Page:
The medina is home to many small arts and crafts businesses, notably cabinet making and 'thuya' wood-carving (using roots of the Tetraclinis tree), both of which have been practised in Essaouira for centuries.

The fishing harbour, suffering from the competition of Agadir and Safi remains rather small, although the catches (sardines, conger eels) are surprisingly abundant due to the coastal upwelling generated by the powerful trade winds and the Canaries Current. Essaouira remains one of the major fishing harbours of Morocco.

Essaouira is also renowned for its kitesurfing and windsurfing, with the powerful trade wind blowing almost constantly onto the protected, almost waveless, bay. Several world-class clubs rent top-notch material on a weekly basis. The township of Sidi Kaouki is located 25 km south of Essaouira and is becoming one of the best locations in Morocco for surfing, windsurfing and kitesurfing. [27] There are several businesses in Sidi Kaouki which offer gear rental.

Essaouira is also a center of argan oil production. It has become a tourist attraction due to the tree-climbing goats who are unique to the region, as argan trees are the only type the goats climb. [28]


Former Franco-Moroccan school in Derb Dharb street, Essaouira. Franco-Moroccan school in Derb Dharb street Essaouira.jpg
Former Franco-Moroccan school in Derb Dharb street, Essaouira.

There is a French international school in Essaouira, Groupe scolaire Eric-Tabarly. [29]


Gnaoua (Gnawa) musicians performing during the 2010 Gnaoua World Music Festival in the city of Essaouira, Morocco Gnaoua (Gnawa) musicians performing during the 2010 Gnaoua festival in the city of Essaouira, Morocco.jpg
Gnaoua (Gnawa) musicians performing during the 2010 Gnaoua World Music Festival in the city of Essaouira, Morocco

Essaouira presents itself as a city full of culture: several small art galleries are found all over the town. Since 1998, the Gnaoua Festival of World Music is held in Essaouira, normally in the last week of June. It brings together artists from all over the world. Although focussed on gnaoua music, it includes rock, jazz and reggae. Dubbed as the "Moroccan Woodstock" it lasts four days and attracts annually around 450,000 spectators. [30]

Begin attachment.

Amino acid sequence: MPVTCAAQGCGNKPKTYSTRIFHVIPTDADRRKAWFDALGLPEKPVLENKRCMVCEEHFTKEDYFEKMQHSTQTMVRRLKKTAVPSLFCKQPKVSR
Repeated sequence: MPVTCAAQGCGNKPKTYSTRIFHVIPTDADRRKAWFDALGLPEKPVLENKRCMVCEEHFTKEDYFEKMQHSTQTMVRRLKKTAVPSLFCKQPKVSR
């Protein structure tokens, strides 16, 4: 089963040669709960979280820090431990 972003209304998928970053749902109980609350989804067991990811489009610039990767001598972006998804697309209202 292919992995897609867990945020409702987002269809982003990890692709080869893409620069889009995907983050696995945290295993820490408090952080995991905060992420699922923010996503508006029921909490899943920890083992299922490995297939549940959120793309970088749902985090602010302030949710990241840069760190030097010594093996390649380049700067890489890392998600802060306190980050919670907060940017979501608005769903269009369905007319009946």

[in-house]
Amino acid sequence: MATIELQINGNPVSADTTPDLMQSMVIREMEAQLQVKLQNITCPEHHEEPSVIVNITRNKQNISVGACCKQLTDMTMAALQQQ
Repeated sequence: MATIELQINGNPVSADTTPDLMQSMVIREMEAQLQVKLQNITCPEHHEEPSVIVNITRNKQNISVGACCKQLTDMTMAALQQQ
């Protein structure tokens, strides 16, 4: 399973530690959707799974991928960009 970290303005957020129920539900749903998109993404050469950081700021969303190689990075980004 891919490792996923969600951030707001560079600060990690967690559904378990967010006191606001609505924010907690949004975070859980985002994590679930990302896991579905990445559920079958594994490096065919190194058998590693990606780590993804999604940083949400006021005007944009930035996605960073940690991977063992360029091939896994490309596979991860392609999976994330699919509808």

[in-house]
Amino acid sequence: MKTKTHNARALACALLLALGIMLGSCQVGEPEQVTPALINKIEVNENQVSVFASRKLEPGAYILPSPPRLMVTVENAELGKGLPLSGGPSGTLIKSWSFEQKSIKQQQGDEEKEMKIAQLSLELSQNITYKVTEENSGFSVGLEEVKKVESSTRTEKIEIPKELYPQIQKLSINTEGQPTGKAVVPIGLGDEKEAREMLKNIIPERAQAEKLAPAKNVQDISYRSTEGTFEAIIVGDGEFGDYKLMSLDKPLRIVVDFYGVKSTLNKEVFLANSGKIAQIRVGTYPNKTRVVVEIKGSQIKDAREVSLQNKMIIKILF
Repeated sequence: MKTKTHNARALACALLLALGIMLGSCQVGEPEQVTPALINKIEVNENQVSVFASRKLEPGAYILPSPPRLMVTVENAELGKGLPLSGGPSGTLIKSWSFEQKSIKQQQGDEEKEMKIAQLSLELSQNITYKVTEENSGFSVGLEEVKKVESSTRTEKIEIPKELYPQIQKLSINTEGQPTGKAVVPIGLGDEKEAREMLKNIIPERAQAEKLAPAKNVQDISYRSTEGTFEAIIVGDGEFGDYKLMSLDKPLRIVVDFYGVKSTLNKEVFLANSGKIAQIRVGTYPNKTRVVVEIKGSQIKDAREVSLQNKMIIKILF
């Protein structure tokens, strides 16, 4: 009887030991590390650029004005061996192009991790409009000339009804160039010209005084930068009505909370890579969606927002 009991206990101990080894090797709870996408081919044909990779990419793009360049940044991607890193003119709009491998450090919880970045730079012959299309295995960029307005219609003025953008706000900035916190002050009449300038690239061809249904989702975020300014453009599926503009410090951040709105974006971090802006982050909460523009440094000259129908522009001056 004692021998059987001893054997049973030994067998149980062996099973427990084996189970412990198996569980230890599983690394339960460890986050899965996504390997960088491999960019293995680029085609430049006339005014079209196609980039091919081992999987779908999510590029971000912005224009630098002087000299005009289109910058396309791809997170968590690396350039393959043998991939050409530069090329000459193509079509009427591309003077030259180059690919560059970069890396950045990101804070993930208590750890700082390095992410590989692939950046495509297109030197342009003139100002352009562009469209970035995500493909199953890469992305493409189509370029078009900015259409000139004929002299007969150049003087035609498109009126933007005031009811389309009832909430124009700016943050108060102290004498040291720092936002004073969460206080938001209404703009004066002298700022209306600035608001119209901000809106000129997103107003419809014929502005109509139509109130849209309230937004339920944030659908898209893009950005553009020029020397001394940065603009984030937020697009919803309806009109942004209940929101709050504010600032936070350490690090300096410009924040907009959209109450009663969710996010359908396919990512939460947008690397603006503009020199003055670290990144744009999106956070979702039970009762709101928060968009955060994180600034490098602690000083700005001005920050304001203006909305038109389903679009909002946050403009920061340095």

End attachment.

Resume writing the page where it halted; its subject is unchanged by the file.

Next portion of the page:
International relations

Twin towns—sister cities

Essaouira is twinned with:

Notable people

See also


  1. "POPULATION LÉGALE DES RÉGIONS, PROVINCES, PRÉFECTURES, MUNICIPALITÉS, ARRONDISSEMENTS ET COMMUNES DU ROYAUME D'APRÈS LES RÉSULTATS DU RGPH 2014" (in Arabic and French). High Commission for Planning, Morocco. 8 April 2015. Retrieved 29 September 2017.
  2. On the formation of diminutive nouns in Moroccan Arabic, see R.S. Harrell, A short reference grammar of Moroccan Arabic (Washington, D.C., 1962), p. 81.
  3. See T. Fox and M. Abu-Talib, A Dictionary of Moroccan Arabic (Washington, D.C., 1966), p. 148.
  4. The form sūr, with plain /s/, is the only form cited in all dictionaries of Classical Arabic.
  5. Mac Guckin de Slane (ed. and transl.), Description de l'Afrique septentrionale par el-Bekri (Alger 1913), Arabic text p. 86 مرسى امقدول marsá Ameqdūl "the port of Ameqdūl", translation p. 175 Amegdoul (Amegdul), with footnote: "Le tombeau ou chapelle de Sîdi Megdoul est situé tout auprès de Mogador; ce dernier est une altération de Megdoul".
  6. Marokko Ingeborg Lehmann, Rita Henss p.243
  7. City walls: the urban enceinte in global perspective, James D. Tracy, p.352
  8. Notes to The History and Description of Africa and of the Notable Things Therein by Leo Africanus p.338
  9. E.J. Brill's first encyclopaedia of Islam, 1913–1936, Volume 9 by Martijn Theodoor Houtsma, p.549
  10. France in the age of Louis XIII and Richelieu by Victor Lucien Tapié p.259
  11. Goldberg, Harvey E. (1996). Sephardi and Middle Eastern Jewries: History and Culture in the Modern Era . Indiana University Press. p.  103. ISBN   0253210410. Essaouira.